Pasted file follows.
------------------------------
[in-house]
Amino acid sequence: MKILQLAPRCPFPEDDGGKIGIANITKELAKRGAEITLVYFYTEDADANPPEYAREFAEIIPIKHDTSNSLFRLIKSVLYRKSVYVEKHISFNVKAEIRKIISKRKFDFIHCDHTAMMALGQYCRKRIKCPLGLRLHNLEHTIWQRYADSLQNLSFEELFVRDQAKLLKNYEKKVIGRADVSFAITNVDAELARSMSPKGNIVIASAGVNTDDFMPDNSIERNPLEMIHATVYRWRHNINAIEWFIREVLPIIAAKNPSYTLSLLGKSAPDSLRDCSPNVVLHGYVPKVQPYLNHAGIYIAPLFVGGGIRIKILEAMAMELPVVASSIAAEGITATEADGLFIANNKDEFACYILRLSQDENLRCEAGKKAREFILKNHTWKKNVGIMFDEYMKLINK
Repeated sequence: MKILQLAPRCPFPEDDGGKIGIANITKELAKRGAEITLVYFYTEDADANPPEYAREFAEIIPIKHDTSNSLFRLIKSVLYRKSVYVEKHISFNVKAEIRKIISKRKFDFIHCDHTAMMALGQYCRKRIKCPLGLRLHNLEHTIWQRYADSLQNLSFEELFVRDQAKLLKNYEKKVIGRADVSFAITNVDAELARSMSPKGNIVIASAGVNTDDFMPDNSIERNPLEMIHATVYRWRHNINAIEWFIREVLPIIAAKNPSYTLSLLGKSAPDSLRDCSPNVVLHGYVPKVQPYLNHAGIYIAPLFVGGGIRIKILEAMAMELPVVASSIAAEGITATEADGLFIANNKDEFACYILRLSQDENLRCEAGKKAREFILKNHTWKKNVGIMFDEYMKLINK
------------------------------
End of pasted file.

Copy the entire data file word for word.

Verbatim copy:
[in-house]
Amino acid sequence: MKILQLAPRCPFPEDDGGKIGIANITKELAKRGAEITLVYFYTEDADANPPEYAREFAEIIPIKHDTSNSLFRLIKSVLYRKSVYVEKHISFNVKAEIRKIISKRKFDFIHCDHTAMMALGQYCRKRIKCPLGLRLHNLEHTIWQRYADSLQNLSFEELFVRDQAKLLKNYEKKVIGRADVSFAITNVDAELARSMSPKGNIVIASAGVNTDDFMPDNSIERNPLEMIHATVYRWRHNINAIEWFIREVLPIIAAKNPSYTLSLLGKSAPDSLRDCSPNVVLHGYVPKVQPYLNHAGIYIAPLFVGGGIRIKILEAMAMELPVVASSIAAEGITATEADGLFIANNKDEFACYILRLSQDENLRCEAGKKAREFILKNHTWKKNVGIMFDEYMKLINK
Repeated sequence: MKILQLAPRCPFPEDDGGKIGIANITKELAKRGAEITLVYFYTEDADANPPEYAREFAEIIPIKHDTSNSLFRLIKSVLYRKSVYVEKHISFNVKAEIRKIISKRKFDFIHCDHTAMMALGQYCRKRIKCPLGLRLHNLEHTIWQRYADSLQNLSFEELFVRDQAKLLKNYEKKVIGRADVSFAITNVDAELARSMSPKGNIVIASAGVNTDDFMPDNSIERNPLEMIHATVYRWRHNINAIEWFIREVLPIIAAKNPSYTLSLLGKSAPDSLRDCSPNVVLHGYVPKVQPYLNHAGIYIAPLFVGGGIRIKILEAMAMELPVVASSIAAEGITATEADGLFIANNKDEFACYILRLSQDENLRCEAGKKAREFILKNHTWKKNVGIMFDEYMKLINK